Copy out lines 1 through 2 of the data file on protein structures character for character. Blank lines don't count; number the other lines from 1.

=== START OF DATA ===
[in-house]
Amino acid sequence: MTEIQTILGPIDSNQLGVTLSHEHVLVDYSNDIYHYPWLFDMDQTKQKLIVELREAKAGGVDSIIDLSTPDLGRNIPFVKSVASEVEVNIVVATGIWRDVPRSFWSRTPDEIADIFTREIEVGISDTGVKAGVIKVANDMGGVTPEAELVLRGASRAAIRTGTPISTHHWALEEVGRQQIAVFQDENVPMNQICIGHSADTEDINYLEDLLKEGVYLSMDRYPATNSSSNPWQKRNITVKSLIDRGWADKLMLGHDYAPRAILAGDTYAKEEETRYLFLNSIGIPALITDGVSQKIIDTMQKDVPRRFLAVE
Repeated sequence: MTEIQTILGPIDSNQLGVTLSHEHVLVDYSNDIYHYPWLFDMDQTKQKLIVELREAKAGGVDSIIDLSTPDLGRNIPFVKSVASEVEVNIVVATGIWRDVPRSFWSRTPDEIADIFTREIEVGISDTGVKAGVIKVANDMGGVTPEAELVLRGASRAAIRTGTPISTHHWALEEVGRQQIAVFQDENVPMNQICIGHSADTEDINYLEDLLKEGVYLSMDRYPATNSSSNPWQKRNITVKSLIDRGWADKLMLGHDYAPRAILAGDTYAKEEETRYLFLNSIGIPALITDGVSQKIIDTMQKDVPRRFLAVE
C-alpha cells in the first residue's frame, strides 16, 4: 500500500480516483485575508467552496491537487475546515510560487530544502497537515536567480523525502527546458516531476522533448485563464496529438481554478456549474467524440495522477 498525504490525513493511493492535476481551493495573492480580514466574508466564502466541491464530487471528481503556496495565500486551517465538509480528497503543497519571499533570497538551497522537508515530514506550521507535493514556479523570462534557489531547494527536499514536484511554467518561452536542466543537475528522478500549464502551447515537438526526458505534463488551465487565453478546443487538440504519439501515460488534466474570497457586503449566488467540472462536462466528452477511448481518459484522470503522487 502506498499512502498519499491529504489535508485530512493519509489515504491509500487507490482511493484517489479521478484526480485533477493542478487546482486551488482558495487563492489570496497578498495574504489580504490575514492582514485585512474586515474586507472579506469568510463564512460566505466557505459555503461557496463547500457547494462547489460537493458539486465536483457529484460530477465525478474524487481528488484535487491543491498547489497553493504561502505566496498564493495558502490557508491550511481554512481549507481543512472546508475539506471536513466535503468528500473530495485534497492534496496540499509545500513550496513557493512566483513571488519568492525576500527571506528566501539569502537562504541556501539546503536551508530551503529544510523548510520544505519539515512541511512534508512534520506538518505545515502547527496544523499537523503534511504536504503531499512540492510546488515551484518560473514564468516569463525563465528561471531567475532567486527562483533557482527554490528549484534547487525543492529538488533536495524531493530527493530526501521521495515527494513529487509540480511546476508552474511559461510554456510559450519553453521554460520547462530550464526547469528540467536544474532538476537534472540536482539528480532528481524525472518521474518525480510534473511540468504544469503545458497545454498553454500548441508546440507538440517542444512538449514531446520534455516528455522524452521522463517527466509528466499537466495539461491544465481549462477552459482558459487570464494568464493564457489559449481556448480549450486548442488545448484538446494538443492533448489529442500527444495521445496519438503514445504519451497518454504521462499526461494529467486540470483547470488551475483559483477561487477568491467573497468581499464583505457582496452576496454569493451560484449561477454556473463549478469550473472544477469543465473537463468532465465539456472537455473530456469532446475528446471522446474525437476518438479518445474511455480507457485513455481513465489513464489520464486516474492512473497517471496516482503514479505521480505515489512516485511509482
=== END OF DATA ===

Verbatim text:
[in-house]
Amino acid sequence: MTEIQTILGPIDSNQLGVTLSHEHVLVDYSNDIYHYPWLFDMDQTKQKLIVELREAKAGGVDSIIDLSTPDLGRNIPFVKSVASEVEVNIVVATGIWRDVPRSFWSRTPDEIADIFTREIEVGISDTGVKAGVIKVANDMGGVTPEAELVLRGASRAAIRTGTPISTHHWALEEVGRQQIAVFQDENVPMNQICIGHSADTEDINYLEDLLKEGVYLSMDRYPATNSSSNPWQKRNITVKSLIDRGWADKLMLGHDYAPRAILAGDTYAKEEETRYLFLNSIGIPALITDGVSQKIIDTMQKDVPRRFLAVE